5 overtookthemichael Is this famous person you are referring to Michael Schumacher ?
3 Matador2553 Medically induced comas are just like it says. Comas that are induced with medicines. A frequent drug used is called propofol. It's great for knocking someone out and is quickly metabolized. So when you stop it the person wakes up fairly quickly. This is a great drug to use for patients with neuro problems bc you can wake them up frequently for assessments. Now why are medically induced comas used? They are used for a variety of things and not just head trauma. Respiratory failure is probably a more common use. When someone is in respiratory failure or their airway is at risk of being compromised the patient is intubated. In order to be intubated you have to be sedated or essentially in a medically induced coma. Other uses would be for someone who is having seizures or in status epilepticus. Now for head trauma the biggest fear is an increase in intercranial pressure which can lead to neuro deficits and death. Putting someone in a coma can decrease that. This is essentially bc you are decreasing their exertion and stress levels. However it is important to note that when in an induced coma they need to be mechanically ventilated. Mechanical ventilation can increase intercranial pressure. This is through PEEP or positive end expiratory pressure. In vent settings this can help improve oxygenation but will impede venous flow and lead to an increase in intercranial pressure. So its fairly complicated to manage without a strong understanding of the physiology. As far as waking up that depends on what drug was used and the strength of the patient. Some patients may have weak lungs to begin with and weaning them off of vent support is very difficult. The longer someone is in the hospital bed the weaker they are and the harder it is to take them off support.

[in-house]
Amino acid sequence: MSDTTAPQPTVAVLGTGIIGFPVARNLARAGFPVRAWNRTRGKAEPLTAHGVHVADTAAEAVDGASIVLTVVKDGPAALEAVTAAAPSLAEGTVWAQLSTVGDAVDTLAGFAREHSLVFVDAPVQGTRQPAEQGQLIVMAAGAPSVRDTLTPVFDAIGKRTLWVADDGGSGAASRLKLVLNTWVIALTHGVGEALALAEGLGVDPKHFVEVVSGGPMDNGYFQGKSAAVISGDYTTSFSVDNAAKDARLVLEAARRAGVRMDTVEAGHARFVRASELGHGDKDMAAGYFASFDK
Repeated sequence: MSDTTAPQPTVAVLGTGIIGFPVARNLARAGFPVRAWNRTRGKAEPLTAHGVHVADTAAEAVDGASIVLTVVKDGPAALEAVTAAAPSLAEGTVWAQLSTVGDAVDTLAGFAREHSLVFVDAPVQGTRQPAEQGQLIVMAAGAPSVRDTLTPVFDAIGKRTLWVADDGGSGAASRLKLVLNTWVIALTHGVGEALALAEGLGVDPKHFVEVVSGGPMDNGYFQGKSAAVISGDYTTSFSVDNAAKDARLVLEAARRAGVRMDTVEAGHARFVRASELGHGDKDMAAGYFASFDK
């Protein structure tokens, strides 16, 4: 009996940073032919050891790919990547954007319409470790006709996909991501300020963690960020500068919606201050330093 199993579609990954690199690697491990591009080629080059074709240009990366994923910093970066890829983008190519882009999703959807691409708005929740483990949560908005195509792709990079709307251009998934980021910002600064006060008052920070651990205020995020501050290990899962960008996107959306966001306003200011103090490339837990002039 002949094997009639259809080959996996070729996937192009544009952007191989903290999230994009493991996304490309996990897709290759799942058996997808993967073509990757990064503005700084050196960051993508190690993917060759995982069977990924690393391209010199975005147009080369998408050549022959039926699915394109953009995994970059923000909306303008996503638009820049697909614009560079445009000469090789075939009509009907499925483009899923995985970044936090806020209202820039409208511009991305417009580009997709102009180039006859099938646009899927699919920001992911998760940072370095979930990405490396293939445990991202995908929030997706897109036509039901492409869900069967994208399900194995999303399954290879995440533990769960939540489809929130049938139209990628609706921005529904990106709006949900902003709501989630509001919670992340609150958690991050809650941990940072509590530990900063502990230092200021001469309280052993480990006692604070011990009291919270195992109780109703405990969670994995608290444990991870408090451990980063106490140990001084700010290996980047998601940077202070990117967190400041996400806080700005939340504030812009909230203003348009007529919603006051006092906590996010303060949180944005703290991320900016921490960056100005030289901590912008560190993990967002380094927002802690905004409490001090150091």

3 RedditMayne I had a friend who caught swine flu a few years ago in conjunction with pneumonia, and putting him into a medically induced coma saved his life. By putting his brain to sleep, it allowed the anti-viral medication to work more effectively in his head and then they slowly brought him out of it once the infection has cleared from his body.